It’s summer (almost), which for a lot of people means it’s time to take to the road and do some exploring. So for the next few weeks this column is going to hit the road in a figurative sense, and look at what’s behind the names of some of the places in our area. We take these names for granted, but the stories of how they came to be, or evolved over the years, are often fascinating.
Where to begin? We’ll go east, I think, to a little place called Van Horne. You don’t know where that is? I don’t blame you. We know the village today as Savona, but for a very short time after the Canadian Pacific Railway came through in 1883 it was called Van Horne (or Port Van Horne), after William Cornelius Van Horne, who at the time was general manager of the CPR. Van Horne was apparently keen to have a spot on his railway named after him, but not so keen that a small and rather out of the way spot had been chosen.
It was originally named after one of the first settlers in the area, François Saveneux. He was born in Corsica, France and at some point emigrated to Canada, where he worked for the Hudson’s Bay Company. By 1858, however, he realized there was enough traffic over the Fur Brigade Trail through the Interior to make some way of crossing the Thompson River at the foot of Kamloops Lake a necessity. He built a small cable ferry on the north side of the river, and operated an HBC wharf and warehouse. The settlement attracted more people to live there, and the community became known after the man who had founded it, although Savenuex’s surname became anglicized in the process. Savona’s, or Savona’s Ferry, was the name the community went by in its earliest days, although the “Ferry” was eventually dropped, and it became simply Savona; the name it reverted to when Van Horne (the man) decided not to honour Van Horne (the place) with his surname any longer.
Heading west from Savona on Hwy. 1 we dip down to cross a small river which, on our right, meanders through a pleasant-looking bit of grassland. Ah, there’s a sign by the bridge giving the river’s name; it’s sure to be something pleasant, in keeping with the loveliness of the scene. Let’s see, it’s called . . . Deadman River?
Indeed it is; it’s also called Deadman’s River, Deadman Creek, and Deadman’s Creek. So while there seems to be some disagreement over whether it’s a river or a creek, there’s no argument about the dead man. But who was he?
He was a North West Company employee named Pierre Chivrette (or Charette). (As an aside, I should mention that discrepancies in spelling and nomenclature will be a regular feature in this series; written records from 100 or 200 years ago are often sketchy at best, made in a hurry by men working from memory, and often a victim of faulty pronunciation and/or misspelled source material.) In 1817 he and a companion were travelling through the area and got into an argument about the best site to make camp, with the result that Charette (or Chivrette) was killed by his companion by the river (or creek) that commemorates him. It took some time, though, before Deadman was settled on. In 1827 it was mapped as the Chivrette River, and subsequent names included Knife River (presumably after the murder weapon), Dead River, Rivière de Défunt (from the French word for late, or dead), and Defeant River (presumably a misspelling of Défunt). Next time you drive over the creek (or river), spare a thought for the sad fate of the man who inspired its (eventual) name.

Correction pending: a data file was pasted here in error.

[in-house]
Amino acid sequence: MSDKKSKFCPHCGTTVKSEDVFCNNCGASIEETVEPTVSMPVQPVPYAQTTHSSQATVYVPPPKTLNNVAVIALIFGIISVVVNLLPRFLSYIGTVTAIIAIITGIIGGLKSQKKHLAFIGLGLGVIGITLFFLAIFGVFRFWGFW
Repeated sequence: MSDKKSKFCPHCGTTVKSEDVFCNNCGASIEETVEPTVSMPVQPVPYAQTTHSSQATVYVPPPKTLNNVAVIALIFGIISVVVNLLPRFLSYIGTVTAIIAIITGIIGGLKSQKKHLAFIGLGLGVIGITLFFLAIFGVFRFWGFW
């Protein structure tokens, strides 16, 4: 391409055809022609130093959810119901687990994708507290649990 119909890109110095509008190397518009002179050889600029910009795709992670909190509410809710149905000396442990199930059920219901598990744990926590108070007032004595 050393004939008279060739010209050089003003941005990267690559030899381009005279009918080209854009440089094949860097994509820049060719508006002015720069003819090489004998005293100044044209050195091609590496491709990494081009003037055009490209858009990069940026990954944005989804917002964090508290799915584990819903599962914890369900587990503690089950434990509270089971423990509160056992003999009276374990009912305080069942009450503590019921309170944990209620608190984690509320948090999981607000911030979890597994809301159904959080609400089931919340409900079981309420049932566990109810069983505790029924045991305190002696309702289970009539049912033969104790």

Just past the bridge a road to the right leads to Vidette Lake. The name comes to us courtesy of the French-Canadiens who worked for the fur-trading companies active in the area, possibly even from Pierre Chivrette/Charette. In French the word vidette means an outpost or mounted sentry, and the French-speaking fur company men used it to indicate the man who guarded the horses when they made camp. A lake would be a logical place for such a camp to be established, so Vidette Lake was probably an important stopping place on the Fur Brigade Trail.
We continue west, and a sign on our left indicates the turnoff to Walhachin. The rise and tragic fall and rebirth of Walhachin is a subject I will probably return to in future, but for now we are looking at the name only; and once more we find confusion and variant spellings. The site was established, in 1908, on the land of the Pennie Ranch, which had been bought by a consortium seeking to create an orchard settlement along the Thompson River. The ranch already boasted a train station with the name “Pennie’s”, but the grand plans for the new community demanded a less prosaic name, and Walhassen was chosen. It was the Nlaka’pamux name for the site, and the advertising literature for the new town chose to translate it as “bountiful valley”, although the true meaning (according to the Nlaka’pamux people) was really “land of round rocks”.
It is, of course, difficult to believe that advertisers would purposely make such a mistake, possibly with the intention of misleading would-be settlers and investors; but for some reason the town’s name was changed, the following year, to the similar-sounding Walhachin. A subsequent advertising brochure from the company owning the area said that this name was “an Indian word signifying an abundance of food products of the earth”. The Nlaka’pamux people have, as far as we can tell, stayed silent regarding the truth (or not) of this statement.
Next time: on to Cache Creek, and then north (or south, depending on which way the wind blows).